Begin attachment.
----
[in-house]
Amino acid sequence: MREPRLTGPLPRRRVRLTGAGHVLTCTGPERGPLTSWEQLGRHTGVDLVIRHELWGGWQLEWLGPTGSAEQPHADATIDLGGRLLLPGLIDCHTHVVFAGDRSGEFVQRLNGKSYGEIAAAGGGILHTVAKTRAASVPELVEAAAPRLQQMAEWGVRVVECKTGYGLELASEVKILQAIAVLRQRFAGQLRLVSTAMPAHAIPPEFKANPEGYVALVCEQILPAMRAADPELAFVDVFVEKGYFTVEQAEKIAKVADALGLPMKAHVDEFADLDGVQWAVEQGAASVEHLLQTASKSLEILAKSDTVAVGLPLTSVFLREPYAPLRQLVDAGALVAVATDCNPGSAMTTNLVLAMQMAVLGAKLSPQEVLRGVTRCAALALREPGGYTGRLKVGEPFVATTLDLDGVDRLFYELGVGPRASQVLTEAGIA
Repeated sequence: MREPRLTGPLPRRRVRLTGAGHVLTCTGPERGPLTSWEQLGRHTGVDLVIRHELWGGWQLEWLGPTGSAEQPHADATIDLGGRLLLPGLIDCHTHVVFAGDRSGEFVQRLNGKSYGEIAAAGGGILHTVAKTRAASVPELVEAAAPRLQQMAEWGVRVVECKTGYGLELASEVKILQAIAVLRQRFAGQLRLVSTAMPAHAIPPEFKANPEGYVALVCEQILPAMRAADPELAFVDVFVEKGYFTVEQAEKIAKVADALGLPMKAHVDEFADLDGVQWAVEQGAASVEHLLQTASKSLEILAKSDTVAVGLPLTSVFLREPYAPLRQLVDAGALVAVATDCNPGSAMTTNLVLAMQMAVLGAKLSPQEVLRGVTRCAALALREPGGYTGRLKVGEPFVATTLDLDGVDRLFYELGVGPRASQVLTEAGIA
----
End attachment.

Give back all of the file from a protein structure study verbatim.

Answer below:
[in-house]
Amino acid sequence: MREPRLTGPLPRRRVRLTGAGHVLTCTGPERGPLTSWEQLGRHTGVDLVIRHELWGGWQLEWLGPTGSAEQPHADATIDLGGRLLLPGLIDCHTHVVFAGDRSGEFVQRLNGKSYGEIAAAGGGILHTVAKTRAASVPELVEAAAPRLQQMAEWGVRVVECKTGYGLELASEVKILQAIAVLRQRFAGQLRLVSTAMPAHAIPPEFKANPEGYVALVCEQILPAMRAADPELAFVDVFVEKGYFTVEQAEKIAKVADALGLPMKAHVDEFADLDGVQWAVEQGAASVEHLLQTASKSLEILAKSDTVAVGLPLTSVFLREPYAPLRQLVDAGALVAVATDCNPGSAMTTNLVLAMQMAVLGAKLSPQEVLRGVTRCAALALREPGGYTGRLKVGEPFVATTLDLDGVDRLFYELGVGPRASQVLTEAGIA
Repeated sequence: MREPRLTGPLPRRRVRLTGAGHVLTCTGPERGPLTSWEQLGRHTGVDLVIRHELWGGWQLEWLGPTGSAEQPHADATIDLGGRLLLPGLIDCHTHVVFAGDRSGEFVQRLNGKSYGEIAAAGGGILHTVAKTRAASVPELVEAAAPRLQQMAEWGVRVVECKTGYGLELASEVKILQAIAVLRQRFAGQLRLVSTAMPAHAIPPEFKANPEGYVALVCEQILPAMRAADPELAFVDVFVEKGYFTVEQAEKIAKVADALGLPMKAHVDEFADLDGVQWAVEQGAASVEHLLQTASKSLEILAKSDTVAVGLPLTSVFLREPYAPLRQLVDAGALVAVATDCNPGSAMTTNLVLAMQMAVLGAKLSPQEVLRGVTRCAALALREPGGYTGRLKVGEPFVATTLDLDGVDRLFYELGVGPRASQVLTEAGIA